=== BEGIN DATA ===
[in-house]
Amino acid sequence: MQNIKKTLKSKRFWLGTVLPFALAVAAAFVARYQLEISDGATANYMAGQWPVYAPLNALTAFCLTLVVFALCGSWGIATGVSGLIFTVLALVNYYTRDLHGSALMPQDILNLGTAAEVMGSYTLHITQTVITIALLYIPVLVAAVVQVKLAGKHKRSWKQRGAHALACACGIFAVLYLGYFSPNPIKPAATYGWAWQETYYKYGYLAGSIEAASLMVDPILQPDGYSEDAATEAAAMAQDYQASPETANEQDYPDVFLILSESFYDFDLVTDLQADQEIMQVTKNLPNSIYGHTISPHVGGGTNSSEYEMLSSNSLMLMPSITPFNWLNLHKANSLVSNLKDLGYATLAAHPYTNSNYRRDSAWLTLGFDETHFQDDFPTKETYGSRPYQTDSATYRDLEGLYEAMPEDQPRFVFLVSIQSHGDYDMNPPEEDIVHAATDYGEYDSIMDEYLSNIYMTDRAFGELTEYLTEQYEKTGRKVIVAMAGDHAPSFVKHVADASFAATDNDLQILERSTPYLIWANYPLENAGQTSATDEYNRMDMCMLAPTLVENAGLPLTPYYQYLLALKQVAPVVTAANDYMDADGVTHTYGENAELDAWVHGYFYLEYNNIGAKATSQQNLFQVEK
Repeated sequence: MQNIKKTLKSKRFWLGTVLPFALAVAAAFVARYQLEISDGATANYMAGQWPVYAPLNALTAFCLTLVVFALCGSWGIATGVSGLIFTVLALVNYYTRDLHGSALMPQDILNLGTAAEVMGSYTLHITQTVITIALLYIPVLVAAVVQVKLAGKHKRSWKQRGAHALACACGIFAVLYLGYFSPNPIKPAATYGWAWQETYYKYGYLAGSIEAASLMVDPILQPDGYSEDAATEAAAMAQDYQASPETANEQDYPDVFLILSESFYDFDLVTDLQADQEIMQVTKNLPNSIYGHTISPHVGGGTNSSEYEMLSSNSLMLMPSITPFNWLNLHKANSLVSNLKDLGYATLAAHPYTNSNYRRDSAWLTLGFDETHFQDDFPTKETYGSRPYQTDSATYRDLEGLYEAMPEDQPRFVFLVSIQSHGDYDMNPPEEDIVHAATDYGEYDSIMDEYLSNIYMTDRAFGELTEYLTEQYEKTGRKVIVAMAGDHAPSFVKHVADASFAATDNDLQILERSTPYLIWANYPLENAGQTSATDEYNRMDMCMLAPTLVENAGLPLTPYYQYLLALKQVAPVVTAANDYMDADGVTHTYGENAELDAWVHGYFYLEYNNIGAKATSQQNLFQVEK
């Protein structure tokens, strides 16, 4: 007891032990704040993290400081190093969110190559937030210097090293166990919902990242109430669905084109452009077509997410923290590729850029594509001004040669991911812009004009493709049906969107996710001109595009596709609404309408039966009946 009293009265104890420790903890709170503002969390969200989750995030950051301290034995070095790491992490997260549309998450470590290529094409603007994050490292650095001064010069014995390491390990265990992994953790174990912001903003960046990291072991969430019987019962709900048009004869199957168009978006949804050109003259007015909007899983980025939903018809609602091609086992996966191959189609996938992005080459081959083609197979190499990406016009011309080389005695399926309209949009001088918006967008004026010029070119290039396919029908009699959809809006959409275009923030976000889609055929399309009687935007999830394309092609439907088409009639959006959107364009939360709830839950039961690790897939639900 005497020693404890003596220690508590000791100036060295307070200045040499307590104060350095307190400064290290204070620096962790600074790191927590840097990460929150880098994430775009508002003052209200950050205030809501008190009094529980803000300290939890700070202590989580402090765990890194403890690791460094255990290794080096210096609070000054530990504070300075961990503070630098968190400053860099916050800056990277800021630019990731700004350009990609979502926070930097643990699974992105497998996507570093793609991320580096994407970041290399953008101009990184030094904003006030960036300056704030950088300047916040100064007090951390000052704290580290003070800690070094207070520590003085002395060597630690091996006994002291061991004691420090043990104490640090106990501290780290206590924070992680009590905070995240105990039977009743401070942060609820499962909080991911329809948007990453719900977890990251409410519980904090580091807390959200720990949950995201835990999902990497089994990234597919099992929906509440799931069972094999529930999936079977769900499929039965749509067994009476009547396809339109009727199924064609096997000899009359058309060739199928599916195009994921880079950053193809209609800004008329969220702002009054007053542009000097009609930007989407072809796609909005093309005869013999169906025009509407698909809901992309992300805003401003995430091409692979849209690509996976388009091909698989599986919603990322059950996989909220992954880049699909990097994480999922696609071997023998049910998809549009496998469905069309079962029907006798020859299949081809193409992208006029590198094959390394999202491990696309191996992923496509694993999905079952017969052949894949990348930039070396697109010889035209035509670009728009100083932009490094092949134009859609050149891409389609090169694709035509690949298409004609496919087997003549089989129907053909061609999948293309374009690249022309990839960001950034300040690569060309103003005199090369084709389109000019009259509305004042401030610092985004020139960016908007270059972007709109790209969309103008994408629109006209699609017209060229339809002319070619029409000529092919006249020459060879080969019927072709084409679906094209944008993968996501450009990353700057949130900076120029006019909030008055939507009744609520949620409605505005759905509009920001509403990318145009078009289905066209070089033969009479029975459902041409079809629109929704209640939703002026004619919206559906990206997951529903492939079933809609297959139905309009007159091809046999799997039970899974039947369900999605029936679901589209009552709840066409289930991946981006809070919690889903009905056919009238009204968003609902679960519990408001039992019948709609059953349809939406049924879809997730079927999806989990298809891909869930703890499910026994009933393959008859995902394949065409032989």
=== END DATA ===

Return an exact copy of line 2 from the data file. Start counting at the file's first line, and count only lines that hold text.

Amino acid sequence: MQNIKKTLKSKRFWLGTVLPFALAVAAAFVARYQLEISDGATANYMAGQWPVYAPLNALTAFCLTLVVFALCGSWGIATGVSGLIFTVLALVNYYTRDLHGSALMPQDILNLGTAAEVMGSYTLHITQTVITIALLYIPVLVAAVVQVKLAGKHKRSWKQRGAHALACACGIFAVLYLGYFSPNPIKPAATYGWAWQETYYKYGYLAGSIEAASLMVDPILQPDGYSEDAATEAAAMAQDYQASPETANEQDYPDVFLILSESFYDFDLVTDLQADQEIMQVTKNLPNSIYGHTISPHVGGGTNSSEYEMLSSNSLMLMPSITPFNWLNLHKANSLVSNLKDLGYATLAAHPYTNSNYRRDSAWLTLGFDETHFQDDFPTKETYGSRPYQTDSATYRDLEGLYEAMPEDQPRFVFLVSIQSHGDYDMNPPEEDIVHAATDYGEYDSIMDEYLSNIYMTDRAFGELTEYLTEQYEKTGRKVIVAMAGDHAPSFVKHVADASFAATDNDLQILERSTPYLIWANYPLENAGQTSATDEYNRMDMCMLAPTLVENAGLPLTPYYQYLLALKQVAPVVTAANDYMDADGVTHTYGENAELDAWVHGYFYLEYNNIGAKATSQQNLFQVEK